Reading Programmes

We have a bespoke approach to our reading programme at Inclusion School – developed around the specific needs of the learner.

Need some support?

Utilising phonics skills and programmes (such as Barrington Stoke) we have developed a more age appropriate system for learners who require this level of support. 
We also actively encourage engagement and appreciation of reading for fun – providing access to our library with a range of different reading materials designed to support a range of interests and abilities.

Reading is an essential skill needed for so many aspects in life. Currently, we’re facing a “National Crisis” for reading, with so many children obtaining a lower reading age than they should withhold.

Some young people may struggle with comprehension, whereby they can read the text well, but struggle to understand what it is that they have read about.

Others will struggle with the sounds of the letters (phonics). When somebody struggles with phonics, they usually lack confidence in reading and avoid it at all costs. A lack of phonics understanding can be daunting and confusing. It can make it extremely difficult for people to de-code a word and ultimately, more difficult to read. I am happy to use a programme to support phonics too.

How will we support reading at Inclusion?

The first step for being able to identify where your child is at with their reading is to know what their “reading age” is. A reading age differs from a person’s chronological age and is simply the age ability that they are able to read at and comprehend.


For example, a 12-year-old can have the reading age of a 5-year-old, a 12-year-old or a 15-year-old. All are possible. We have been testing all learners in school to try and gather a reading age and starting point and can share the results when this is complete.

Following this, we should know which students really struggle with their reading and so can put support in place as soon as possible. For our weakest readers, we will timetable 1-1 reading for ten minutes every day (where possible) to enable them to read aloud with an adult. From my experience, this has shown the greatest improvements for reading age/ability as well as confidence over time.

All students will be provided with a reading log to track each time they read and can write a comment stating what they have read about in their book. An adult will sign this every time they have read with the child.

We will also aim to test for other areas such as; their knowledge of sounds and reading fluency/speed.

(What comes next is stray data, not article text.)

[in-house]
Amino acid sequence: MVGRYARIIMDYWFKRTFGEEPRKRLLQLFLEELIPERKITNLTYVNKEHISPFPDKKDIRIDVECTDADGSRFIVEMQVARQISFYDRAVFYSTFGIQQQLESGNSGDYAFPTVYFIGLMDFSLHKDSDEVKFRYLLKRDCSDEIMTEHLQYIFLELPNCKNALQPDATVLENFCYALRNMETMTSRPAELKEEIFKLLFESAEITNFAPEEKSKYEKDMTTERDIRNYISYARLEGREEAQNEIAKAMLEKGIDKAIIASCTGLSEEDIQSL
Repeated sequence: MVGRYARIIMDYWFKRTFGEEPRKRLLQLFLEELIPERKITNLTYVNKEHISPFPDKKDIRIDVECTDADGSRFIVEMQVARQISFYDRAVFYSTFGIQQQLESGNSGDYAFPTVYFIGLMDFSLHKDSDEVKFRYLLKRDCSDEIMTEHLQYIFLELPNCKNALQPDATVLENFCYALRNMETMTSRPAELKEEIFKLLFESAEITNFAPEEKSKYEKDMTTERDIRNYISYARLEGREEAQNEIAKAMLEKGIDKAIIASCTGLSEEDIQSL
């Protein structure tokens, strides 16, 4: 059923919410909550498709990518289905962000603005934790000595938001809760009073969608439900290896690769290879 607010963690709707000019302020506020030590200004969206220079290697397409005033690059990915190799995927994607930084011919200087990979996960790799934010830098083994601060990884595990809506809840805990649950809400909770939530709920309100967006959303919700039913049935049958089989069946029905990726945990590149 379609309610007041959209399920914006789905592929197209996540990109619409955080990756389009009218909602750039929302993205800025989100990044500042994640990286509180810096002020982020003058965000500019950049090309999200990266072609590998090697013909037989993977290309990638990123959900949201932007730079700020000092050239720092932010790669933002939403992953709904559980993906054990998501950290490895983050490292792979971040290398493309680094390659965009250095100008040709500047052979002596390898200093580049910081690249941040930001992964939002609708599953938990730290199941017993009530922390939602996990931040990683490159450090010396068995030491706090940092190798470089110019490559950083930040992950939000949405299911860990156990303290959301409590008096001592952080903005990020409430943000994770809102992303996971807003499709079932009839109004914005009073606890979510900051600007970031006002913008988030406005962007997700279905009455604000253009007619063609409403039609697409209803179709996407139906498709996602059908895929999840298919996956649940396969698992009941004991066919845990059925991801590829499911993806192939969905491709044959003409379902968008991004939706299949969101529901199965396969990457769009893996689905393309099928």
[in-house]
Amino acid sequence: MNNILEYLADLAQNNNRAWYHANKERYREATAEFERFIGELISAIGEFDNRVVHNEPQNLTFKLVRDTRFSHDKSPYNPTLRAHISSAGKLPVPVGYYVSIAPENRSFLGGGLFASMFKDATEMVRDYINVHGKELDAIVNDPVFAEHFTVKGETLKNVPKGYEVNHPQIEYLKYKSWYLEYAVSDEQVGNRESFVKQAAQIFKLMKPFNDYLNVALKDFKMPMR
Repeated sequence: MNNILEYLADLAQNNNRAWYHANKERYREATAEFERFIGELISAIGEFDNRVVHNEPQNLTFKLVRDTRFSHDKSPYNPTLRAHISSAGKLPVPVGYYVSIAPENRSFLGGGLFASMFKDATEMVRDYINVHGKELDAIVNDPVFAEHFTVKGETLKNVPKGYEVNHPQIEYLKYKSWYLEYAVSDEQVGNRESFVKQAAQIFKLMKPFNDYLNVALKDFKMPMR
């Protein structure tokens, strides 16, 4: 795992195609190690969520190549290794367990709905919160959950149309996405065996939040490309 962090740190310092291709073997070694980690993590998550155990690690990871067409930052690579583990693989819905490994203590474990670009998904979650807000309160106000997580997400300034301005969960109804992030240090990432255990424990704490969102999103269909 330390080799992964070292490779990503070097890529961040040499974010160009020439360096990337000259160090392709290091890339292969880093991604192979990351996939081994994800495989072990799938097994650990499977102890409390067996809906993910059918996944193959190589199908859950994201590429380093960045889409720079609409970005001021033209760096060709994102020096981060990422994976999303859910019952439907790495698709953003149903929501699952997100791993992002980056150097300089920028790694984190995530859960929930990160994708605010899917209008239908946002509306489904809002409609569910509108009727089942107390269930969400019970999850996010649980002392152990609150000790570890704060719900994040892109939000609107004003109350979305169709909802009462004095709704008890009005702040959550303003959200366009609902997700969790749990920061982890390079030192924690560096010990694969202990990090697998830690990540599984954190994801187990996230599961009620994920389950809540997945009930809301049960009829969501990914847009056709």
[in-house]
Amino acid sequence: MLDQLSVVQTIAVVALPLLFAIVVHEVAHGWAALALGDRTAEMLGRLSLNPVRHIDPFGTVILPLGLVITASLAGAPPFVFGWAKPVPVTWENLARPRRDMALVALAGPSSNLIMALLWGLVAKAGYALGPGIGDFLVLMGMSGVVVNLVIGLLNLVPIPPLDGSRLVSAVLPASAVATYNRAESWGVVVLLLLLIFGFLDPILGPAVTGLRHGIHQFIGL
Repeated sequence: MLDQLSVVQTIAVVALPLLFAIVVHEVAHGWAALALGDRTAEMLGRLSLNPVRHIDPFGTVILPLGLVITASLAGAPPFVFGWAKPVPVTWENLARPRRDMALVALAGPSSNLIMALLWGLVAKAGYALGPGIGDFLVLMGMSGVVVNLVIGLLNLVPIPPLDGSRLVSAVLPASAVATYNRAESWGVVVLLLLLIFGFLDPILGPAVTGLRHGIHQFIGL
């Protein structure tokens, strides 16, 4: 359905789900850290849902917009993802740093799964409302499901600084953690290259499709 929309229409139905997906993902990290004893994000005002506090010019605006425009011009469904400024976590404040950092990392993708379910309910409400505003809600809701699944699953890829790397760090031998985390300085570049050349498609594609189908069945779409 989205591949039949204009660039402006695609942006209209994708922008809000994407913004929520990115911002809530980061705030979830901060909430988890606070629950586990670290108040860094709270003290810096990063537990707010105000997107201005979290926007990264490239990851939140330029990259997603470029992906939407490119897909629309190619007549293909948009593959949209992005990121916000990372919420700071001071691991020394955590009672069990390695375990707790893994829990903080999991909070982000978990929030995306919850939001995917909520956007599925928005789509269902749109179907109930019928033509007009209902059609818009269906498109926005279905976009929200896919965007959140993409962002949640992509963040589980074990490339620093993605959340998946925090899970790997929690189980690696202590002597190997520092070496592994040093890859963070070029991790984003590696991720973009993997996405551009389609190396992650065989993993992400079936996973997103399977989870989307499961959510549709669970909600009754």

Lastly, we will look at ways to incorporate reading into our everyday culture.

Posters will be displayed for staff to highlight what book they are reading as well sharing our Recommended Reads and books linked to our awareness days topics and events.   The possibility for a Library lesson and rewards for outstanding effort. We are currently looking at programmes to use within school and liaising with the Library Services to enable the best outcomes for our students.

What you can do to support?

Reading aloud for 10 minutes every day with your child. This is THE MOST important tip recommended. If you are going to do any, please do this one!

Here are some more tips to help:

  • Make a comfortable environment for you both to read in.
  • Modelling is an important aspect to encourage your child to read. Quite often, if they see you doing something positive, they will copy these behaviours. If you read with them present, they’re far more likely to express an interest in reading too. Just having them see you reading a book to “relax” can be an important indicator for them to pick up a book and also understand the importance of “down-time.”



  • Set a time daily for you to read together.
  • Visit your local Library together.
  • Encourage them to write, as writing has benefits to reading too. Thankyou cards, letters, lists, stories etc.
  • Ask them questions about what they are reading. “What is the story about?” “Who are the important characters?” “Where is the story taking place?” “Would you recommend this book?”
  • Encourage reading disguised. (When baking together, ask them to read the recipe/ ingredients for you. OR write a recipe together.)
  • Provide with puzzle games like; wordsearches, crosswords and other word games. There are many free resources online. 


We shall continue to add useful information to this webpage with links to useful websites and resources to support reading with your child.

If you think reading at home will be tricky for you (and you yourself have difficulties within the area of reading) please do not hesitate to contact the school and we will support you with this.

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